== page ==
Think of an early morning train. Despite almost every seat being occupied, a peaceful silence reigns. Only the rustle of a newspaper, the tapping of a keyboard, or the voice of the conductor can break the silence, which is hopeful and full of anticipation. Outside, the sun does its best to cast some appealing light on the scene. It looks like a painting, a fantasy of the ultimate purposeful journey, free from cares and torments.
In The Pleasures and Sorrows of Work (2009) Alain de Botton describes the morning rituals of train commuters. The journey washes away the night-time dreams from their heads. Clean-shaven, trimmed, made up. It feels like a new beginning, a promise. When the train grinds to a halt, the spell is broken. Like fairytale figures, kissed awake from a hundred-year sleep, the travellers spring into action. The day has begun.
De Botton’s commuter journey brings him to a London accountancy firm whose offices look out over the Thames and Tower Bridge. For de Botton, who as a writer is not familiar with office life, the space feels alienating. Flicking through de Botton’s book, which also contains photos, we understand what the writer means. Floors, the highest of which disappear into the clouds, lifts that appear to have been designed to allow romantic sparks to fly, entry doors that open and close with sci-fi efficiency: this office is a place where you get lost, where you feel amazed.
The real picture
There is nothing like this in The Office Life. Let’s take a look at a place with less elegant aspirations. There is no view over a centuries-old river. The furniture is dog-eared, and smells unpleasant when it’s hot. Only old hands know how to get the machine to work, when it’s having yet another one of its turns. How many stories or series do we know that target the monotony of office life, or ridicule it? There’s a lot of sadness hiding beneath the surface, and also a lot of hope. It is mainly this last ingredient that makes us keep on watching. We hope that some of the characters will find happiness. De Botton writes that we are convinced ‘that apart from love, nothing can give more meaning to our existence than work’.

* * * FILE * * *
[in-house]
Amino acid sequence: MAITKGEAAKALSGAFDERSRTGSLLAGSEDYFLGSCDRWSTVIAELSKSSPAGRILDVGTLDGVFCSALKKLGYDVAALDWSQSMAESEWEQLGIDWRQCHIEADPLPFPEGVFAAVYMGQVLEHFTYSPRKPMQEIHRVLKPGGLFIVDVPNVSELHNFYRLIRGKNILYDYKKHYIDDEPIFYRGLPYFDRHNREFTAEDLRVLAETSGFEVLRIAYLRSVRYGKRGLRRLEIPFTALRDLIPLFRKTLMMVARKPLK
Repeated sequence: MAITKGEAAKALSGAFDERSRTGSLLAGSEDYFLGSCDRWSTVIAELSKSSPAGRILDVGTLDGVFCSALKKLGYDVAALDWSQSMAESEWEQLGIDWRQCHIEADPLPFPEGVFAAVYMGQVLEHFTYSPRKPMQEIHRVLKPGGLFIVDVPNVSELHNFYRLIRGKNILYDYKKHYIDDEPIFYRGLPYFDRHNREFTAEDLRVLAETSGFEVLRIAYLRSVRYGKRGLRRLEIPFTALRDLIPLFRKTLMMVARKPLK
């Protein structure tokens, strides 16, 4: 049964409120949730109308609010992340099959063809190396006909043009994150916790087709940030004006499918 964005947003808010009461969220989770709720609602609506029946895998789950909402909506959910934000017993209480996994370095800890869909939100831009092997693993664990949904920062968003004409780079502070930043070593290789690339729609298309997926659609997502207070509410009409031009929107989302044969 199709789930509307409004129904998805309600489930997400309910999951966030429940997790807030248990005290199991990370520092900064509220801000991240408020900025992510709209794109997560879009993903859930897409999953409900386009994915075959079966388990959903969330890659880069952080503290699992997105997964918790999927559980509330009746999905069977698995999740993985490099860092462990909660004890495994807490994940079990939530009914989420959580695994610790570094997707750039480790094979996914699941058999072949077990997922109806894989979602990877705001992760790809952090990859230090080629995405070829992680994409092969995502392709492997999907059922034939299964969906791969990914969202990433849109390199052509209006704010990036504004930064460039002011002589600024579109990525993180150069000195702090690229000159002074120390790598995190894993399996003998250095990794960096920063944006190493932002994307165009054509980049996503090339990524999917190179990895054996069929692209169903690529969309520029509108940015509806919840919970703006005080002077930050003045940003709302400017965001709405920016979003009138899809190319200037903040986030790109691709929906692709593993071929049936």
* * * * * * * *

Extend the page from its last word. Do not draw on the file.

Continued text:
‘Everyone who works longs to put a part of himself into his work’, de Botton explained to me. ‘Even if you are a bookkeeper or a worker in a biscuit factory, you still look for ways to make your mark. You try to bring order into the chaos, and you want to do that in your own way.’
"Why do writers and artists so seldom think about singing the praises of life in a factory or in an office?" - Alain de Botton
Changes for the good
Today, the boundary between workspace and home is blurred. We shop in the office, email our friends there, exercise there. At home, there’s also a touch of the office. We make conference calls there, check our email, are on standby. Now, some companies try to make the workspace itself cosier, more homely, less chilly. At Google London, there is floral wallpaper on the walls, and cosy lampshades are in evidence.
De Botton thinks it’s a pity that many philosophers are contemptuous of working life. ‘Who says that the guy who’s checking his Blackberry every 10 minutes is doing anything worse than an intellectual who does nothing but think about life?’ In his books and work, de Botton wants to illustrate one aspect of our lives that we only know from the business pages of the newspaper. ‘Why do writers and artists so seldom think about singing the praises of life in a factory or in an office?’